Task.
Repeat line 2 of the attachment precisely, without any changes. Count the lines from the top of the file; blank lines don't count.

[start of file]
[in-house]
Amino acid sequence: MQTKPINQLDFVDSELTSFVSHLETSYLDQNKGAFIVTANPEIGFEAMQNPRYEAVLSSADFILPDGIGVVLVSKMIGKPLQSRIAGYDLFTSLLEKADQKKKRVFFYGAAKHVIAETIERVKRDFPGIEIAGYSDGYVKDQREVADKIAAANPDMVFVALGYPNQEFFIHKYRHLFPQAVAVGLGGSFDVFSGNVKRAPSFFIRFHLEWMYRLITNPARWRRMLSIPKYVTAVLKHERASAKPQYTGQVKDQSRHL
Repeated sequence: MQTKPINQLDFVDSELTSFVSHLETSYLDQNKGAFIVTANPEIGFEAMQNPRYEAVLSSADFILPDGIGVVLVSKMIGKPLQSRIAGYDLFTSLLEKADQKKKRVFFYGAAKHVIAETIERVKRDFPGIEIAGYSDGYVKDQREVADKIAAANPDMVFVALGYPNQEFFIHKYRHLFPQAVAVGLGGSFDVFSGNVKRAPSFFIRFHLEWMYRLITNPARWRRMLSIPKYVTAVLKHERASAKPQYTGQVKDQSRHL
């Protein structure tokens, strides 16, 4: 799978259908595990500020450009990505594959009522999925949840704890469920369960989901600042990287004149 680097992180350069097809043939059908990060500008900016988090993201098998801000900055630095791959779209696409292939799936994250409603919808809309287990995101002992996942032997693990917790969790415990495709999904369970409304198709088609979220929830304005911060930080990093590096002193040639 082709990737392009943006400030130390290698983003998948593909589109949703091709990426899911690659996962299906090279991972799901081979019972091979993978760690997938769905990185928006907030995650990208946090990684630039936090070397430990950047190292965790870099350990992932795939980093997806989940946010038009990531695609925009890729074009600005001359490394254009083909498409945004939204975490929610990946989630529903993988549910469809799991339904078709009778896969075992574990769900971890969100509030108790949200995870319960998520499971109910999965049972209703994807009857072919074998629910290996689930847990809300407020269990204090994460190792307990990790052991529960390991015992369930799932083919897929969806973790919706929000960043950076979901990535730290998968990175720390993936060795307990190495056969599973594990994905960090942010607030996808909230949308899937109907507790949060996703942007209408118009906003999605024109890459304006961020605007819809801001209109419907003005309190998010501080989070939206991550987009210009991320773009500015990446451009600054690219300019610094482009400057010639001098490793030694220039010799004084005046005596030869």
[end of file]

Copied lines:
Amino acid sequence: MQTKPINQLDFVDSELTSFVSHLETSYLDQNKGAFIVTANPEIGFEAMQNPRYEAVLSSADFILPDGIGVVLVSKMIGKPLQSRIAGYDLFTSLLEKADQKKKRVFFYGAAKHVIAETIERVKRDFPGIEIAGYSDGYVKDQREVADKIAAANPDMVFVALGYPNQEFFIHKYRHLFPQAVAVGLGGSFDVFSGNVKRAPSFFIRFHLEWMYRLITNPARWRRMLSIPKYVTAVLKHERASAKPQYTGQVKDQSRHL